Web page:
Birds of a Feather

Harvest is exciting for several reasons, not least of all because it’s the culmination of a vine’s year of hard work. It’s also exciting, though, because the moments preceding harvest bring with them a series of obstacles — dangers, if you will —  that aren’t present until the grapes reach their peak ripeness.

One of these dangers is a fearsome winged creature:

Birds of a Feather, Birds of a Feather, Ram's Gate Winery, Ram's Gate Winery

The American Starling.

These lovely little chirpers, cute as they may be, are a significant danger to the grapes. To address these pesky birds, our vineyard team searched high and low for different methods of shooing them away. Our solution came in the form of one of the Starlings’ natural predators, the falcon.

Birds of a Feather, Birds of a Feather, Ram's Gate Winery, Ram's Gate Winery

Meet Beebe and Jim. Jim, a Master Falconer, and Beebe, a 7-year-old  Saker falcon, are experts at scaring starlings away from the Ram’s Gate Estate Vineyard.

Jim is a part of Tactical Avian Predators, a Reno-based company that specializes in training birds like Beebe the Falcon to patrol agricultural areas all across the West Coast. But his work with the falcons is far more than a career path: one look at a bird on his arm shows how much he cares about his aviary team. The team even lived on the vineyard for the few weeks leading up to harvest for an instant commute to their daily work.

When Jim’s team goes to work in the vineyard, Jim releases Beebe (or another falcon on duty) as well as his dog, Annabel. Annabel runs through the vines searching for birds, and when she barks to signal her find, Beebe zooms across the sky toward the starlings.These birds are trained to scare, not to kill; as their peak speeds can be as high as over 200 miles per hour, it’s an easy task to send the starlings flying.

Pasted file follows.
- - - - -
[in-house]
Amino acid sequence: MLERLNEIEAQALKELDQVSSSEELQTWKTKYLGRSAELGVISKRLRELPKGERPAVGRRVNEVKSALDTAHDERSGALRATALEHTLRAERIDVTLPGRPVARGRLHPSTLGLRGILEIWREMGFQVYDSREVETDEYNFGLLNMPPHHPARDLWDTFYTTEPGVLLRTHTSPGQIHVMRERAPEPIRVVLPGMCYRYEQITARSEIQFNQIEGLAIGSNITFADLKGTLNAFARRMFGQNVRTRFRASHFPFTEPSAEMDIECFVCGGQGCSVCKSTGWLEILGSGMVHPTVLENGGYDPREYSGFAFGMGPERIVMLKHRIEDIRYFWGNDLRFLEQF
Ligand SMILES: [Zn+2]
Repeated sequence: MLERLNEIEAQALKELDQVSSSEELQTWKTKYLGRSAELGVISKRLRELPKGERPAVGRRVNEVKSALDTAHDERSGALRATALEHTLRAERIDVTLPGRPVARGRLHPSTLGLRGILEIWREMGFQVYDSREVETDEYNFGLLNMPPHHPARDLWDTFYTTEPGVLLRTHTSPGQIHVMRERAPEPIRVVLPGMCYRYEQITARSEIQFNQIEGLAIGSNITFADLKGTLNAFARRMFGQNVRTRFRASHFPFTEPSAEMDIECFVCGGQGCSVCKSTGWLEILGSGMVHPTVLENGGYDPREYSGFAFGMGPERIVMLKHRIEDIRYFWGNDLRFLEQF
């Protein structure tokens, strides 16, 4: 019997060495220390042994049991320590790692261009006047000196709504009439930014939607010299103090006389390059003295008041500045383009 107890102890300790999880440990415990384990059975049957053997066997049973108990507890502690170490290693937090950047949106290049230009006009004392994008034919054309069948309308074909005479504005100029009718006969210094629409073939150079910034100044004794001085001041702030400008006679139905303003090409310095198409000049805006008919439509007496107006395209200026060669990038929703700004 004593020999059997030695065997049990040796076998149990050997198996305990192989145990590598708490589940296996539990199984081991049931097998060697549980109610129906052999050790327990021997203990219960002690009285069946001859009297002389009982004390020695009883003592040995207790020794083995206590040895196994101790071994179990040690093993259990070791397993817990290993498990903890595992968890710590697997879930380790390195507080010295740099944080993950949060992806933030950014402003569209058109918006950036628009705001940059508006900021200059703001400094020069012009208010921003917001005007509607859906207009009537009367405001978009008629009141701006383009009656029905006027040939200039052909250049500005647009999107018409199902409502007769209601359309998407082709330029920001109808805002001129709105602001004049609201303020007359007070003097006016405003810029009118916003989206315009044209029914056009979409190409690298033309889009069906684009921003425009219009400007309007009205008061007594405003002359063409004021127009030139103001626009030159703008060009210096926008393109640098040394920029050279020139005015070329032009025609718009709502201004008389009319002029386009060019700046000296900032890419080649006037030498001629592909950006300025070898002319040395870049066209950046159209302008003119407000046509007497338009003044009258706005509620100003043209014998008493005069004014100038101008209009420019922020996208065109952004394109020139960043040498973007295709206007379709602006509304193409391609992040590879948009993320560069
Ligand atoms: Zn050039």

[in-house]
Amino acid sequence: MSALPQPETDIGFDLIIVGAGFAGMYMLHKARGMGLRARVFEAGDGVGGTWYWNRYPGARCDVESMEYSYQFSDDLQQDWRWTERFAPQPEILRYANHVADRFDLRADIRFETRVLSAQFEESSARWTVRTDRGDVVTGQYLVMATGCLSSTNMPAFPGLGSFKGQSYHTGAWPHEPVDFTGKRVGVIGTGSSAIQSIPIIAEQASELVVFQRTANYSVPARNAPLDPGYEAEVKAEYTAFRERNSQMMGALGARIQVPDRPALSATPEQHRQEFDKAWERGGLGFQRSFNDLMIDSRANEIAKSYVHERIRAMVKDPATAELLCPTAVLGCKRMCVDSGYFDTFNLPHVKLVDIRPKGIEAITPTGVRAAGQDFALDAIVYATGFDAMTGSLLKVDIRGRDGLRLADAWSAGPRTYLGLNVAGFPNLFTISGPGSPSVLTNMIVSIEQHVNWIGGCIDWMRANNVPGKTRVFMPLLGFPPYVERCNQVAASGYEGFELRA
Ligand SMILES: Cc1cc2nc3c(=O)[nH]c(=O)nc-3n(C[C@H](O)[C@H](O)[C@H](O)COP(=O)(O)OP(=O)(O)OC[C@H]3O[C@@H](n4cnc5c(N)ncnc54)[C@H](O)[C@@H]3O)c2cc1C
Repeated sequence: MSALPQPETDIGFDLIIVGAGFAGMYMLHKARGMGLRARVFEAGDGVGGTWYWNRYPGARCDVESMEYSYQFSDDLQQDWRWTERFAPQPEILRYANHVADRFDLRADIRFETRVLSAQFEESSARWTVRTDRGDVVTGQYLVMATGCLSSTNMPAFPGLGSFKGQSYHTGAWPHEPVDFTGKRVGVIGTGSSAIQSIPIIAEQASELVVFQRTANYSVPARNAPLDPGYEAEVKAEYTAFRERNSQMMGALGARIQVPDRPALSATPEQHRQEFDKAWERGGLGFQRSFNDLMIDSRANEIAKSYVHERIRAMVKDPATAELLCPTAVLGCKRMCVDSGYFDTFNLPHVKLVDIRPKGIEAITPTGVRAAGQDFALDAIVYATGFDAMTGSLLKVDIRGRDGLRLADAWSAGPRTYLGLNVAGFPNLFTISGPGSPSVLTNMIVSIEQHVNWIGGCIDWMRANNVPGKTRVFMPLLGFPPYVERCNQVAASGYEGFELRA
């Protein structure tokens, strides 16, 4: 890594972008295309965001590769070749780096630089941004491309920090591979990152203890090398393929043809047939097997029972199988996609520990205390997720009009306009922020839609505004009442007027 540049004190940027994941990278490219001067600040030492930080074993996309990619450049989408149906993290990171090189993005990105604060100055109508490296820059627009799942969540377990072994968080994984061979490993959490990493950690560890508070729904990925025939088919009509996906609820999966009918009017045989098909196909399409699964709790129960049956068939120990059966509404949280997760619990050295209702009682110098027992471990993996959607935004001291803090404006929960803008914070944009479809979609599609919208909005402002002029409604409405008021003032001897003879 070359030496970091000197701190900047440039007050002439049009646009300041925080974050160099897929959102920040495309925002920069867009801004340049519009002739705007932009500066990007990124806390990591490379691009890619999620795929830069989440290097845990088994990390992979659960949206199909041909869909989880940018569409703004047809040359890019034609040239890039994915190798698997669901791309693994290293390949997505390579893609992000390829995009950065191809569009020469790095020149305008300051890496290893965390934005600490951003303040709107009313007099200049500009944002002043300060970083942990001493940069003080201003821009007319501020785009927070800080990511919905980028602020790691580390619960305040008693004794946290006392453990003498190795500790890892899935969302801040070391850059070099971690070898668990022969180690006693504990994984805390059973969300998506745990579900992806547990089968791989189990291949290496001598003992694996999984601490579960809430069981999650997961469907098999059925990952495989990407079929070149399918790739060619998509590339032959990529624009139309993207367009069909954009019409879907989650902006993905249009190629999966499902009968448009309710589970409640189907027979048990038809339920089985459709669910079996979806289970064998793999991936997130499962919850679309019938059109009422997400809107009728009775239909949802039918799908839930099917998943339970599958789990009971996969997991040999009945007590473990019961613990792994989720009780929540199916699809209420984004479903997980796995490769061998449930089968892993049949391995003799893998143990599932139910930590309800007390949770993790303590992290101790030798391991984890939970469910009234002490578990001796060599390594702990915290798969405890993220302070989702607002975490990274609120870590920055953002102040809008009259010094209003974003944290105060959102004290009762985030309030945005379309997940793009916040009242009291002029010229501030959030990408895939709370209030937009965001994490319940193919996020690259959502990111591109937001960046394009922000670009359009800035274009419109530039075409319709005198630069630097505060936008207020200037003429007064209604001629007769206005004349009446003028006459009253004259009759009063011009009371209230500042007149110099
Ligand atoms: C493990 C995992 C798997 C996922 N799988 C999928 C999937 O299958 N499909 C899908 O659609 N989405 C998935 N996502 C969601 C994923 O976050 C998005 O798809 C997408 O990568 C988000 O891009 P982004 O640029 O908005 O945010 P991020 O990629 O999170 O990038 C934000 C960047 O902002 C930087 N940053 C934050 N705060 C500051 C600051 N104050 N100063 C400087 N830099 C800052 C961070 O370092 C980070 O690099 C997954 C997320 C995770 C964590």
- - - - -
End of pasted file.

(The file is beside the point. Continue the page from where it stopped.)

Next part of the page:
The best part of the whole scenario for us, of course, is that the sustainable vineyard practices result in better wine, period.

Jim and his team will be spending several days a week around the winery, both to work and to visit with guests. Follow us on Twitter to be in the know about when these beautiful birds will be around.

Thanks so much to these newest members of the Ram’s Gate Winery team for protecting our fruit in such a sustainable way. Cheers!

More on Jim and his team:

2 thoughts on “Birds of a Feather”

  1. Pingback: Vineyard Fall | Musings and Art of a Country Woman

  2. Pingback: You know it’s harvest when… | Ram's Gate Winery Ramblings

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Birds of a Feather, Birds of a Feather, Ram's Gate Winery, Ram's Gate Winery